Mary also enables us to find joy in preparing for meals. In chapter 4, “Freedom by the Forkful”, Mary suggests more nurturing of the body by craving “healthier foods, slower meal-times, more physical and spiritual space.” Instead of grabbing the quick item, do we take some time and find ourselves wrapped up in the “magic of chopping, stirring, baking, eating, savoring and sitting around a table?” We know that we over-consume our resources as well and Mary doesn’t beat us up here, instead she fashions an approach that reminds us of Mark Bittman (the famed food writer from the NY Times) and his call for “sane eating.” Simply put, moderation and balance. The locavore movement of buying local and decreasing our consumption of animal protein and moving more into an increase in eating plant-food with room for the occasional indulgence is the mark she hopes we can all start to aim for. Her recommendations for shopping in the local supermarket (hug the outer perimeter of the store, avoid eye-level things in the middle aisles) have made my trips to the local Wegman’s a true adventure. I’ve tried a bunch of new things and have begun to phase out many bad habits and found some great local finds.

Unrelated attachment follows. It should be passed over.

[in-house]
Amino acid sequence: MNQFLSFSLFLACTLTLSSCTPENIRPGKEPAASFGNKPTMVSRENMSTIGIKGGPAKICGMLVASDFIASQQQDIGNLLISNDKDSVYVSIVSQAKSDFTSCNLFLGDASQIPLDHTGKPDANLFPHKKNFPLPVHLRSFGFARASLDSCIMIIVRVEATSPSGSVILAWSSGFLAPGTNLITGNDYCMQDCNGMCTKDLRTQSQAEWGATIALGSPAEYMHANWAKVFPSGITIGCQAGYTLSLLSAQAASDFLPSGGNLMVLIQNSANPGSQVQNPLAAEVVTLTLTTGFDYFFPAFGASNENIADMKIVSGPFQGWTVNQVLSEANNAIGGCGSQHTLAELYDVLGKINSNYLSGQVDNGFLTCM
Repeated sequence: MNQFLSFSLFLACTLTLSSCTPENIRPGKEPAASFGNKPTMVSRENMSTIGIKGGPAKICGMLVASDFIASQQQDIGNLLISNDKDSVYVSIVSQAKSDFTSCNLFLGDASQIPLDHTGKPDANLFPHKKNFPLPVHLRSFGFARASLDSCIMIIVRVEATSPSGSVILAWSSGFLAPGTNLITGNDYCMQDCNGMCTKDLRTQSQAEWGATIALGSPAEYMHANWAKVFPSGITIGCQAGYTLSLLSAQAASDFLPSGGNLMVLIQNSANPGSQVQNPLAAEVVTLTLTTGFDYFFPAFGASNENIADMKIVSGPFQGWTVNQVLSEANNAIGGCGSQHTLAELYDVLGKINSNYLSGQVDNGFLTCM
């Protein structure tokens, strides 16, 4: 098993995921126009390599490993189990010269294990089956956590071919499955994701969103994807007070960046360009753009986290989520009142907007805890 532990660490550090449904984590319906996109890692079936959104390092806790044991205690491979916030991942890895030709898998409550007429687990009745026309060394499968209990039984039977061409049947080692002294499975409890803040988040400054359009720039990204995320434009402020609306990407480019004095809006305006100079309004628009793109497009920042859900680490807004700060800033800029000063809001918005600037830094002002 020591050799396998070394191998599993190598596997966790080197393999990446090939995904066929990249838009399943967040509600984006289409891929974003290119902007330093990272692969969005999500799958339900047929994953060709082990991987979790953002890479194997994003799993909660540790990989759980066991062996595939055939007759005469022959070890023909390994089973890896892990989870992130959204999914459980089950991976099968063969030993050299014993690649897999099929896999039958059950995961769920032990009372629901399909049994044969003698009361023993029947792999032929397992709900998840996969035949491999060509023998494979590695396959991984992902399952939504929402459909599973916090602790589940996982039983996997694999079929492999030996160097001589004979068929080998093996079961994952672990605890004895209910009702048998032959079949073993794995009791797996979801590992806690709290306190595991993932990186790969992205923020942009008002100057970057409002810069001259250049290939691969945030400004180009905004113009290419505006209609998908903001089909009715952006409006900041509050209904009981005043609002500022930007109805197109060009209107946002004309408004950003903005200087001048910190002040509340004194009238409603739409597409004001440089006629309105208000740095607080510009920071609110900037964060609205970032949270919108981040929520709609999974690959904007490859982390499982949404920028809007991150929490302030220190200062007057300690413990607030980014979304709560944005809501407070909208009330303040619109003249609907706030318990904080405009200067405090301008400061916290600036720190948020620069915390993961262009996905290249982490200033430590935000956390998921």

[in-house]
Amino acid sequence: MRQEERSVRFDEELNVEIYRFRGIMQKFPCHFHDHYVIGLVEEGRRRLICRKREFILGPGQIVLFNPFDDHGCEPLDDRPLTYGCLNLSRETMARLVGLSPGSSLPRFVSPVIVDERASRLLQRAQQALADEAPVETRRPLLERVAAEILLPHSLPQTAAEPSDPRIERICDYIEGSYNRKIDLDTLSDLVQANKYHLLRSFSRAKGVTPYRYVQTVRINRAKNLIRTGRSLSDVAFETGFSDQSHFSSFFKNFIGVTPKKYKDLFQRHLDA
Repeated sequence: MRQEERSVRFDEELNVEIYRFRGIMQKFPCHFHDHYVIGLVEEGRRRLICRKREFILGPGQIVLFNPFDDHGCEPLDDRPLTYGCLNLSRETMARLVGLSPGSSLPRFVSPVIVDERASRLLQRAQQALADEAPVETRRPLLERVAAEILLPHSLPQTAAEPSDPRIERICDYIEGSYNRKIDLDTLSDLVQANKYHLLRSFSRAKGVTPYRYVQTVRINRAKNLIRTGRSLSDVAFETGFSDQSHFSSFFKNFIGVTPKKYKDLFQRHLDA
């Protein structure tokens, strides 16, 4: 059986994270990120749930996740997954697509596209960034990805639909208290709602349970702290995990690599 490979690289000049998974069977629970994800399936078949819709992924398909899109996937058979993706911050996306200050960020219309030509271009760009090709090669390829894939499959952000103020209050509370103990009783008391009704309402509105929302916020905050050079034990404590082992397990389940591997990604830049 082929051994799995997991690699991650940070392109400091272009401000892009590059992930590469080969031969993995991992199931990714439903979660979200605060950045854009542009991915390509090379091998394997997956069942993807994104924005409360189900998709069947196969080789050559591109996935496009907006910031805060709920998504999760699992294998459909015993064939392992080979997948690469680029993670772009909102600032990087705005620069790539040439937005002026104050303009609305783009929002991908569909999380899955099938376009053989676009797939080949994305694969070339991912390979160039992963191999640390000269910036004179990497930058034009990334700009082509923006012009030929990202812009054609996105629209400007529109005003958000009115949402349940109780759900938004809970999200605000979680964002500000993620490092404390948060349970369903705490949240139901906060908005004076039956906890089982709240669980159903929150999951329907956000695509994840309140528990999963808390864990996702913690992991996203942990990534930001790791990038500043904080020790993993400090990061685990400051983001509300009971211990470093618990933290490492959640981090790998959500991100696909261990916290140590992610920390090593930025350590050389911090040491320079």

The most charming parts of this book is when Mary reminds us of the food traditions that her 99 year old Grandmother brought with her from Italy. They even made their own wine and the meal was always, always a savoring experience that happened slowly. It’s like taking a trip down memory lane with the wisest woman you’ll ever meet, who knows the glory in life is a good cookie, some good wine and time spent with family and friends.
So this is not a book to be missed! What’s more is that Mary has given me a copy of the book to give away to you. So the first person who can email me with the best reason for wanting/needing this book will receive them from me. Secondly, if you click on Mary’s picture above, you can enter a raffle for a FREE Williams-Sonoma gift card.
So good luck and may all your meals now be meditations as well.